Ukrainian President Viktor Yanukovych met with his Russian counterpart Dmitry Medvedev and Prime Minister Vladimir Putin near Moscow on September 24 in a last-ditch attempt to persuade the ruling tandem to lower gas prices for Ukraine. The officials involved have avoided saying anything specific about the results of the discussion. Yanukovych and Medvedev’s press service said immediately afterwards only that progress was achieved (Interfax, September 25). However, judging by the information that has been slowly fed to the media, a breakthrough was achieved allowing Yanukovych to obtain cheap gas for heavy industry bosses who back his party and avoid hiking gas prices for households ahead of the October 2012 parliamentary election. Gazprom will most likely secure a large share of Ukraine’s gas transit network if not full control, while gas cutoffs, feared in the worst-case scenario, will be avoided next winter.
Ukraine exerted psychological pressure on Russia ahead of the visit, trying to convince Moscow that Kyiv was ready to significantly cut gas imports from the country and thereby breach the 2009 gas contract. Moscow was told that Ukraine would introduce energy saving programs, replace gas with domestically extracted coal where possible, develop natural gas fields in the Black Sea and shale gas deposits, start importing gas from Azerbaijan and Turkmenistan, and build a liquefied natural gas terminal by 2014 in order to reduce Russian gas imports from 33 billion cubic meters (bcm) this year to as little as 7 bcm annually within five years. Yanukovych’s team also announced that the national oil and gas company Naftohaz Ukrainy would be restructured according to Western standards so Gazprom will stand little chance of a successful takeover, and made clear that Kyiv was ready to dispute the 2009 contract in court (see EDM, September 9).
Much of that was bluff. Most of the alternatives to Russian gas named by Kyiv are hardly cheaper even if its price keeps rising, while others, like boosting gas extraction in the Black Sea, will take years to implement. Moscow has insisted that Ukraine should either join the Customs Union (Russia, Belarus and Kazakhstan) or allow a takeover of Naftohaz by Gazprom. Kyiv chose the latter option, judging by leaks to the press and recent statements by Ukrainian Prime Minister Mykola Azarov. Also, Russia probably adopted a milder approach in the talks due to problems with the implementation of the South Stream project, which together with the recently launched Nord Stream pipeline could, as Kyiv feared, have rendered useless Ukraine’s rusting pipelines carrying gas to the EU.
Gazprom’s chief Aleksey Miller announced on September 26 that some progress was achieved as a result of the Putin-Medvedev meeting with Yanukovych and his own subsequent meeting with Ukrainian Energy Minister Yury Boyko, but that it was too early to speak about specific figures. Miller said the two sides would once again discuss the issue by the end of this week (RIA Novosti, September 26). The daily newspaper Kommersant-Ukraine reported on the same day, quoting its sources close to the talks, that Moscow would no longer insist on Ukraine’s membership of the Customs Union. According to Kommersant’s sources, Moscow agreed to focus on energy matters rather than insisting on Customs Union membership for Ukraine. Yanukovych reportedly offered Russia a share in Ukraine’s gas transit network, and Ukrainian and Russian officials contacted by Kommersant predicted that a consortium with Russian participation would be set up to manage Ukraine’s pipelines.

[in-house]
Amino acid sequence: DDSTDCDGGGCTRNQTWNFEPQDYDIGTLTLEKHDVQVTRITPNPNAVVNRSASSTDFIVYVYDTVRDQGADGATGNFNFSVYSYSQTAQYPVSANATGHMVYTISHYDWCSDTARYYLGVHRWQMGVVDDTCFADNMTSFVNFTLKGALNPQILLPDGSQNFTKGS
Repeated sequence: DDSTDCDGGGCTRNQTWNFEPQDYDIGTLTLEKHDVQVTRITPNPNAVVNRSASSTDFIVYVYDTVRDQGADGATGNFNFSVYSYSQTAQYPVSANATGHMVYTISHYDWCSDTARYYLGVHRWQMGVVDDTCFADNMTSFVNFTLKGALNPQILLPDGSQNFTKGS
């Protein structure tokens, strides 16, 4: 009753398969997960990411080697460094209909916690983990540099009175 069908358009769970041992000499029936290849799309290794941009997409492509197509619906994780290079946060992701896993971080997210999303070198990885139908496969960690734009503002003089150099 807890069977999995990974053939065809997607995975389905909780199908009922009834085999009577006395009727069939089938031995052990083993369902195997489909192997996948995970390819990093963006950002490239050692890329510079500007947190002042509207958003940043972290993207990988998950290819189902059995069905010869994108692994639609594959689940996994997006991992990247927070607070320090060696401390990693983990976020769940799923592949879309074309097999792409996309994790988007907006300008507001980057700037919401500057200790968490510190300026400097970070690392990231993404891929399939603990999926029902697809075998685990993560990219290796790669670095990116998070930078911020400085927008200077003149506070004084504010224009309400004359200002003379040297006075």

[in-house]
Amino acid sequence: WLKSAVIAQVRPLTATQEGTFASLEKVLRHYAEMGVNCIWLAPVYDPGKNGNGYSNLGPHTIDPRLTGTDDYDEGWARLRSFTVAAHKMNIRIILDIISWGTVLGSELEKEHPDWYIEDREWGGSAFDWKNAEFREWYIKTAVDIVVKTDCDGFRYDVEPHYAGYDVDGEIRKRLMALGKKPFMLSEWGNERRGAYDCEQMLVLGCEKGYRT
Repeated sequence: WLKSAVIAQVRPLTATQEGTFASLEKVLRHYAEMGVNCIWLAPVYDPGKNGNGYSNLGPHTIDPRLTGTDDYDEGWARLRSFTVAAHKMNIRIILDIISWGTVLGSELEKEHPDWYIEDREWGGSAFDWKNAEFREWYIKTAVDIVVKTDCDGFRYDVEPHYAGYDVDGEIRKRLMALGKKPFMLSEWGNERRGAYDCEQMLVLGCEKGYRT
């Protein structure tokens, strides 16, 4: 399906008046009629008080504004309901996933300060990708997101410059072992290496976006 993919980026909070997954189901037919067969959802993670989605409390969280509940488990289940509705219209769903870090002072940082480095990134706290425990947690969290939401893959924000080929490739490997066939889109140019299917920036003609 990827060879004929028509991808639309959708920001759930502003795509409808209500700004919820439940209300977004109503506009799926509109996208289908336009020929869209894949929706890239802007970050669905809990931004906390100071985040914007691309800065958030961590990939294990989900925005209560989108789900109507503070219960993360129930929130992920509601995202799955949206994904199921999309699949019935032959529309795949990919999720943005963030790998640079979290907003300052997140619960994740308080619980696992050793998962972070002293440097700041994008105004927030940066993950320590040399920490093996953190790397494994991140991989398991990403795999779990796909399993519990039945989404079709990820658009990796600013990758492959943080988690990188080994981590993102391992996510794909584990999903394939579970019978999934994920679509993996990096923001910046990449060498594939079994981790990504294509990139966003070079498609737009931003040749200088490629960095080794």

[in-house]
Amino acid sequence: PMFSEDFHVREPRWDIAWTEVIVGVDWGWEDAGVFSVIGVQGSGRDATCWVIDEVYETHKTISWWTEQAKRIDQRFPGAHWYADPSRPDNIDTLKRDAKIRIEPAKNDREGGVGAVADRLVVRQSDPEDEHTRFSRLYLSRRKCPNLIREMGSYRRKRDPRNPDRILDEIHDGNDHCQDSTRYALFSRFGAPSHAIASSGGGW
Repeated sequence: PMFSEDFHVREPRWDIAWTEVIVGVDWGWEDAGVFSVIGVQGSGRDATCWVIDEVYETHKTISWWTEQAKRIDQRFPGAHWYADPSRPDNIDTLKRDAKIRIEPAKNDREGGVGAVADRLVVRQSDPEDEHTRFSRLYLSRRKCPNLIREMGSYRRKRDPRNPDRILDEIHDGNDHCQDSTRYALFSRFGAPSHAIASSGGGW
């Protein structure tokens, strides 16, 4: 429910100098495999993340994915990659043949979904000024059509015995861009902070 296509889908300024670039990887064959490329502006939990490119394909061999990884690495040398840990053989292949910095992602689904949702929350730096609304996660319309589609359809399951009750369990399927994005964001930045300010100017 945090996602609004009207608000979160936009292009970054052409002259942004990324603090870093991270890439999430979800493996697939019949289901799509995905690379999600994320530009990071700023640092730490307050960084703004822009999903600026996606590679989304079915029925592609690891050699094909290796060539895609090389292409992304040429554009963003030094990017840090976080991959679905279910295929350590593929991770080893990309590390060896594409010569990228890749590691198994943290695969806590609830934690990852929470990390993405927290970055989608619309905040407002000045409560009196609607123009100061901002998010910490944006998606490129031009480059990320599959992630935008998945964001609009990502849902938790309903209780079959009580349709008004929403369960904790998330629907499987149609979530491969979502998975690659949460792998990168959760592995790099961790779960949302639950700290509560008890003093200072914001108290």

The website lb.ua reported on September 25, quoting sources within the Russian government, that Ukraine would receive only 20 percent of shares in the consortium. Another 20 percent would be held by one German company involved in Gazprom’s projects and the rest would go to Gazprom, according to lb.ua’s report. If so, Gazprom will de facto control the consortium and Ukraine’s pipelines. This is exactly what Moscow wanted from the very outset.
More about the informal agreements emerged on September 26. For some reason, Azarov, whom Yanukovych had not taken to Moscow, was the main newsmaker, while Yanukovych kept silent. Azarov told his cabinet that Russia agreed to lower gas prices for non-commercial consumers in Ukraine, while Kyiv would lower gas transit fees (www.zn.ua, September 26). This had been partially corroborated by Medvedev’s press service, which said that “significant progress” had been reached on transit fees (Interfax, September 25).
Azarov later told visiting Spanish senators that Russia had agreed to set up a trilateral consortium with the EU to manage Ukraine’s gas pipelines so that gas would continue flowing to Europe uninterrupted (UNIAN, September 26). Russia has thus far opposed EU participation in Ukrainian gas pipelines, preferring a Russia-Ukraine joint venture dominated by Gazprom, while Ukraine wanted to involve the EU in order to diminish Russia’s share. However, participation of EU companies linked with Gazprom could be a compromise solution. Addressing journalists on September 27, Azarov said that he was “satisfied with Russia’s constructive approach” and that he hoped Russia would charge less for gas already from next year (Interfax-Ukraine, September 27). This radically differed from Azarov’s routine accusations against Russia of unfair treatment before Yanukovych’s visit to Moscow.